COMPUTING: Making the essentials exciting
Monday, September 01, 2003
Math and typing programs to keep you sitting at the computer By Jane HuthI've never been crazy about math or typing. But I was born too soon to learn math with flashy software. And I learned to type on a manual typewriter in summer school. How much cooler, in so many ways, to learn math and typing using a computer program at home that's bouncy and fun, and lets you get up for snacks.
Here are three new-math programs and the latest version of a tried-and-true typing program to keep kids interested while they learn. Now that school's back in business, parents can steer their children toward educational software that will help them acquire essential skills.
JUMPSTART STUDY HELPERS: MATH BOOSTER, $19.99, www.jumpstart.com, (800) 545-7677; grades 1-5.
Kids who don't like math will leap to their computers to start typing in homework problems with this CD-ROM, which offers lots of drill and practice in an exciting format. It's a pretty simple concept: Kids enter their homework problems in equation form, then the program uses the equations in three fast moving games. There is Galactic Pinball, DigiHog Drop and Asteroid Smash. Kids can type in one or more equations, and then play all three games using the same equations. If a player misses an answer, the program brings back the equation a few rounds later. Kids can also play the same three games using the program's equations. Players choose from addition, subtraction, multiplication or division, or fractions, percentages and decimals. Each game is offered at six levels. A reluctant math student (or even a math whiz) will have fun, and given practice, will get faster and better at solving equations. One nice aspect of this program is how upbeat it is, with bouncy music, and a cheerful announcer who offers encogement and congratulations to kids as they solve problems.
MATH MISSIONS: THE AMAZING ARCADE ADVENTURE, $19.99, www.scholasticstore.com, (800) 724-4718; grades 3-5.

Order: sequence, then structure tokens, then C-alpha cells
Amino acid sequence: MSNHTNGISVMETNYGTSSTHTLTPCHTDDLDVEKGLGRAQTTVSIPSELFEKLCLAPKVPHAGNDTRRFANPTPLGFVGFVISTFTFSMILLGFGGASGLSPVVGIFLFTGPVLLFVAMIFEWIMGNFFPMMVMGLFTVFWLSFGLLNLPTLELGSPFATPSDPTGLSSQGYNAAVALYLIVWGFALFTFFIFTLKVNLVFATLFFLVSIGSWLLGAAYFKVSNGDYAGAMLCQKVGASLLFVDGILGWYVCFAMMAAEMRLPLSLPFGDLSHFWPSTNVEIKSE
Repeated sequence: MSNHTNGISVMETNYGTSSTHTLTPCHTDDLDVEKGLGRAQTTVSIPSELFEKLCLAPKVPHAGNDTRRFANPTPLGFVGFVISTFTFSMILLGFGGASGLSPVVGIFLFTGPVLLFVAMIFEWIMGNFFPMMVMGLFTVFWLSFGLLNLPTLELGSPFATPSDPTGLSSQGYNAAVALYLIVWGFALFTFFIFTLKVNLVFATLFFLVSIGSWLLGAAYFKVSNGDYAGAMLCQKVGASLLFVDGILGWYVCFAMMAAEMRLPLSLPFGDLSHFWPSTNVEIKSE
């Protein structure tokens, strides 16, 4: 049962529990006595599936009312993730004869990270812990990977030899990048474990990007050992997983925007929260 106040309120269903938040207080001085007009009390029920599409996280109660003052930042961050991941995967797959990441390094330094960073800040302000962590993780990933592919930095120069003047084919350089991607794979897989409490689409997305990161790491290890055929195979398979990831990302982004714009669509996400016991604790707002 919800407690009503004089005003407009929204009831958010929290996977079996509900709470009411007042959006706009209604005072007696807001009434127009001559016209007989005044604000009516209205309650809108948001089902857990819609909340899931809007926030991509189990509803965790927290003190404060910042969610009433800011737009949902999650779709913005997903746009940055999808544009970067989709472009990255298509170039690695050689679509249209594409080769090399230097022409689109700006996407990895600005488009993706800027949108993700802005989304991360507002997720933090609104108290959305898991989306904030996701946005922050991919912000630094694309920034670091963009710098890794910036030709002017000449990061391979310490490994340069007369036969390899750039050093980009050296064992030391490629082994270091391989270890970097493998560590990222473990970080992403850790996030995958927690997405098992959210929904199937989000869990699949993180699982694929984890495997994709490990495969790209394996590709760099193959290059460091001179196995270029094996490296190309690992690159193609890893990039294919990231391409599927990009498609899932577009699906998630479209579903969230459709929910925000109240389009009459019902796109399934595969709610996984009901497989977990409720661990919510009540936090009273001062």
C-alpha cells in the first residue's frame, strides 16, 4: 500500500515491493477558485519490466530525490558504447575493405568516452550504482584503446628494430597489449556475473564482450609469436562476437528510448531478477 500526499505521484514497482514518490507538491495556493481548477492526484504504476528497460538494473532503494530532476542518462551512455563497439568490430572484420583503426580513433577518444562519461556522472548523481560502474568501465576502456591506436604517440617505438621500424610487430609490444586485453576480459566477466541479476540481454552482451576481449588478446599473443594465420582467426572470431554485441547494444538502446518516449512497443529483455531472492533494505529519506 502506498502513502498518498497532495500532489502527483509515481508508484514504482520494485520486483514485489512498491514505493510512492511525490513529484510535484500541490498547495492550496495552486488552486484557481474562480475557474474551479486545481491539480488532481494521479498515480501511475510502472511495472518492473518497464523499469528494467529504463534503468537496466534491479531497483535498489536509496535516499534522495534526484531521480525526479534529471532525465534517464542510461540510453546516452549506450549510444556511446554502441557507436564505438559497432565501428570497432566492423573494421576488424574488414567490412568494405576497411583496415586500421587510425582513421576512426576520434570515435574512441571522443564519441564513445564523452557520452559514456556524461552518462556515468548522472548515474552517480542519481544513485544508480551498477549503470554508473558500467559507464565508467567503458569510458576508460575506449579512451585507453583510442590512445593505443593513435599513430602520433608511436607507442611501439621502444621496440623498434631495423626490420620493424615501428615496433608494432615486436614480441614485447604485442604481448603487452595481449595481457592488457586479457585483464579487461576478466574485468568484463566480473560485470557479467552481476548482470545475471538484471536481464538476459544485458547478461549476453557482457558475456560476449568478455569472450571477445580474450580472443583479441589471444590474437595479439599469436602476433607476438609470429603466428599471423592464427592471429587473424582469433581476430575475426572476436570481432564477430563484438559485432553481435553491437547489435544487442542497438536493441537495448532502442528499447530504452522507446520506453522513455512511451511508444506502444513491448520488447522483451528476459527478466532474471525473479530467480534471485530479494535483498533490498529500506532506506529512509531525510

The math I learned in school always seemed to float in some useless universe where nobody lived. Math Missions, by contrast, creates a clever, colorful world complete with quirky characters and background music that makes math seem practical and useful. The mission: Help the hapless clerks in Spectacle City's dilapidated stores sell products and make more money. Kids solve math problems in a supermarket, an electronics store, an outdoor market, a high-rise building and a sporting goods store. Players count out exact change for bus fares (which change each time they ride the bus), decipher the complicated ferry schedule and use math concepts to complete the subway route. Each time players help a clerk fix a problem (such as filling grocery orders with objects of varying weights) they earn money to open an arcade. Players buy games and other attractions and then each day, tally their money, replace games, adjust prices, or pay to fix broken games. Then, they reopen. I lost money until I raised prices (T-shirts for 25 cents were selling out). I had to replace the karaoke with a snack bar because bad singers drove customers away. My only complaint about this game is I wish there were more than one activity in each store. The math problems in this excellent program all require that kids think, but a few more problems would make the program even better.